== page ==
Taylor County
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1. WEATHERMAN - A special thanks to Jean Wallace for sharing this interesting bit of old Abilene history. Jean and husband Bill now live in East Texas but her love of Abilene and the fond memories it holds is evident when she talks about the town and events she so clearly remembers.





THE ABILENE WEATHERMAN
by Jean (Bateman) Wallace

This could easily be the story of the Abilene Weather Bureau building constructed in 1908 at the corner of North First and Beech Streets. As you can see by the "Then" and "Now" pictures it was and is an interesting old building and is bound to have a lot of history. But it is not about the building but rather the W. H. Green family that called it home for 36 years.

The weather building was two stories with a full basement. The large basement held a laundry room, coal storage room, furnace, a wide hallway, what they called a board room (a catch-all room) and a room containing the printing press. The first floor had two offices on one side with a wide hallway and on the other side was the kitchen and dining room with pantry and storage. The top floor had the parlor, master bedroom and at the end of the hall, a bathroom and two more bedrooms; one for the boys, one for the girls.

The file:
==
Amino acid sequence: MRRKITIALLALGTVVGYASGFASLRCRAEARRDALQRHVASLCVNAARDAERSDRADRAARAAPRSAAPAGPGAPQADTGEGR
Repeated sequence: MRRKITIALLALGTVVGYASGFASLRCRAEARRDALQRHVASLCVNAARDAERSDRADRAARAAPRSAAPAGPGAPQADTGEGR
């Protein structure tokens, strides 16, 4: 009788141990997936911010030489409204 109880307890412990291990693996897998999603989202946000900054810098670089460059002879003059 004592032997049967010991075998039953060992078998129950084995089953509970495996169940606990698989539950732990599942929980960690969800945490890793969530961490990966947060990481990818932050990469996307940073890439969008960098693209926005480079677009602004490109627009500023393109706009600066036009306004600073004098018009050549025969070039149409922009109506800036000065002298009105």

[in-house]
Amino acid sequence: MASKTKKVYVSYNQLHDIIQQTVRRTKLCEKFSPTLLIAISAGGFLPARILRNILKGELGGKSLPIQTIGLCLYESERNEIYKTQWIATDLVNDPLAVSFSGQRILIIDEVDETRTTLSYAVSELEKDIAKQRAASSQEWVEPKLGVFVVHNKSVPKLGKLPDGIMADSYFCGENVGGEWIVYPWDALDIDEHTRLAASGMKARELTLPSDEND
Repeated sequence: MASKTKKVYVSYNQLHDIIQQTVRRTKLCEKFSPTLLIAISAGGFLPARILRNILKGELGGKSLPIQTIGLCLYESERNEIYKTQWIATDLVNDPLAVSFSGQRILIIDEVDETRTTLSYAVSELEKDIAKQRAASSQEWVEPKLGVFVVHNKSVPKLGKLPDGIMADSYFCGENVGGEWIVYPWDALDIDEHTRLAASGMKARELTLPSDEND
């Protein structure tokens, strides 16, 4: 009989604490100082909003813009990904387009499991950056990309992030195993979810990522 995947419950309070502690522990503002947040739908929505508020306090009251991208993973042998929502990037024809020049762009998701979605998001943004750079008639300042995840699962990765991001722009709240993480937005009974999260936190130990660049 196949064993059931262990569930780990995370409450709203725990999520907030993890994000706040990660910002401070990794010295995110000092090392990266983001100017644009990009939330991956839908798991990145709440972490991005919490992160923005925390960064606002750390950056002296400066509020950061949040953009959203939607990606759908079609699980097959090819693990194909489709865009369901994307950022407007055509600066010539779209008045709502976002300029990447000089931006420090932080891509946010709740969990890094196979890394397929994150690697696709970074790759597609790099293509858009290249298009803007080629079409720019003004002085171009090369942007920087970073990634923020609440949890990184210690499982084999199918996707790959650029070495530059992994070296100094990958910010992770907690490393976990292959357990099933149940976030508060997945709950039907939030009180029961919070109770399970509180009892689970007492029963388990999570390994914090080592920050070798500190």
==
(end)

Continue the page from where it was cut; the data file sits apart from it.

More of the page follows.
William Hosea Green was my maternal grandfather. Hosea married Emma Olive Bryant June 15, 1905 on the upstairs veranda of her parents home in Flat Creek, Bedford County Tennessee. He was born March 2, 1879 in Madge, Texas, in Coleman County and Emma was born on March 7, 1880. He and Emma were school teachers when they met and just before they married, Hosea went to work for the US Weather Bureau. Hosea was sent to Havana, Cuba as a weatherman. Then to Montgomery, Alabama and later Knoxville, Tennessee. His final assignment before coming to Abilene was in Fort Worth, Texas.


The Weather Bureau in Abilene had the nice, new building on North First Street and all seemed to be going well but tragedy struck without warning. The weatherman for the Abilene Bureau died of a broken neck from a fall down the stairs leading to the basement of the weather building. Hosea was called from Fort Worth, Texas to Abilene on December 19, 1909, to be the new weatherman. Emma, pregnant with her third child, stayed in Fort Worth until the child was born on Christmas Day, 1909.

Hosea and Emma raised seven children while living in the building, five of which were born there. One child died in Tennessee before the family came to Abilene. The children were fond of teasing their parents about owning the country's oldest washing machine. In 1933 the Thor Washing Machine Company contacted the Green family and offered a new, automatic washer if they would let them have what the company believed to be the oldest Thor machine still in use. They agreed and their old machine was put on display at the the 1933 World's Fair in Chicago, Illinois.


In 1944 Hosea retired and he and Emma moved to a private home at 909 Hickory Street in Abilene. They lived there until their deaths; Hosea March 16, 1964 and Emma March 6, 1966. Both are buried in the Cedar Hill Section of the Abilene Municipal Cemetery. All of the children lived in the Weather Bureau building until they married and two are still alive, Berton Bryant Green and my mother, Ruth Green Bateman. For those of you interested in the family genealogy, click on this link for what my Uncle Berton fondly refers to as the Big Mess of Greens! or if you wish, CLICK HERE to send me an email. 

 

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